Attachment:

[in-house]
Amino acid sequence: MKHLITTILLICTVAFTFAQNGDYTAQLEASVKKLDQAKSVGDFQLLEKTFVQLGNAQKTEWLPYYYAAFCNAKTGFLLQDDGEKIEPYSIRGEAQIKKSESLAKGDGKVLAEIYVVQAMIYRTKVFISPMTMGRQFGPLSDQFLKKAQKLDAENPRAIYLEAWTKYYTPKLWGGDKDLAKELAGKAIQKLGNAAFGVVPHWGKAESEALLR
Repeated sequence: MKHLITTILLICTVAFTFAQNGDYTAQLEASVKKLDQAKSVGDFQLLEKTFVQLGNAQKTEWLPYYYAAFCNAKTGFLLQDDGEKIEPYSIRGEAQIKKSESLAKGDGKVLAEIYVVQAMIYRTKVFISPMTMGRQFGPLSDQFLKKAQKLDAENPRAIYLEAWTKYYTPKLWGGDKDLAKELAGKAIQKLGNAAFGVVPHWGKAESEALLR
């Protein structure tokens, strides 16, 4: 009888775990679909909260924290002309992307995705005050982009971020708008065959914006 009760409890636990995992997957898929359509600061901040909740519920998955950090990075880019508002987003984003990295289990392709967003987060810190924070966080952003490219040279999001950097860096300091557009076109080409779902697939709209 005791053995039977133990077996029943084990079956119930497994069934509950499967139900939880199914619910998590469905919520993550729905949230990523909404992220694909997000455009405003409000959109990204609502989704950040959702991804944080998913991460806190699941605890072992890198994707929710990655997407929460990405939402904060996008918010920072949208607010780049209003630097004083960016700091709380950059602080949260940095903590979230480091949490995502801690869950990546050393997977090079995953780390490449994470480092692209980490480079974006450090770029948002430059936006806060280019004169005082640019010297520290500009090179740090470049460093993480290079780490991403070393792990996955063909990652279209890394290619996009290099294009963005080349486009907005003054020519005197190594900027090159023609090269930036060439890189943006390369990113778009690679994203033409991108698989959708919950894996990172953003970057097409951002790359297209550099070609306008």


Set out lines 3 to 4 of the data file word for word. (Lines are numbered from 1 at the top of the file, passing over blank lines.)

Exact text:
Repeated sequence: MKHLITTILLICTVAFTFAQNGDYTAQLEASVKKLDQAKSVGDFQLLEKTFVQLGNAQKTEWLPYYYAAFCNAKTGFLLQDDGEKIEPYSIRGEAQIKKSESLAKGDGKVLAEIYVVQAMIYRTKVFISPMTMGRQFGPLSDQFLKKAQKLDAENPRAIYLEAWTKYYTPKLWGGDKDLAKELAGKAIQKLGNAAFGVVPHWGKAESEALLR
């Protein structure tokens, strides 16, 4: 009888775990679909909260924290002309992307995705005050982009971020708008065959914006 009760409890636990995992997957898929359509600061901040909740519920998955950090990075880019508002987003984003990295289990392709967003987060810190924070966080952003490219040279999001950097860096300091557009076109080409779902697939709209 005791053995039977133990077996029943084990079956119930497994069934509950499967139900939880199914619910998590469905919520993550729905949230990523909404992220694909997000455009405003409000959109990204609502989704950040959702991804944080998913991460806190699941605890072992890198994707929710990655997407929460990405939402904060996008918010920072949208607010780049209003630097004083960016700091709380950059602080949260940095903590979230480091949490995502801690869950990546050393997977090079995953780390490449994470480092692209980490480079974006450090770029948002430059936006806060280019004169005082640019010297520290500009090179740090470049460093993480290079780490991403070393792990996955063909990652279209890394290619996009290099294009963005080349486009907005003054020519005197190594900027090159023609090269930036060439890189943006390369990113778009690679994203033409991108698989959708919950894996990172953003970057097409951002790359297209550099070609306008």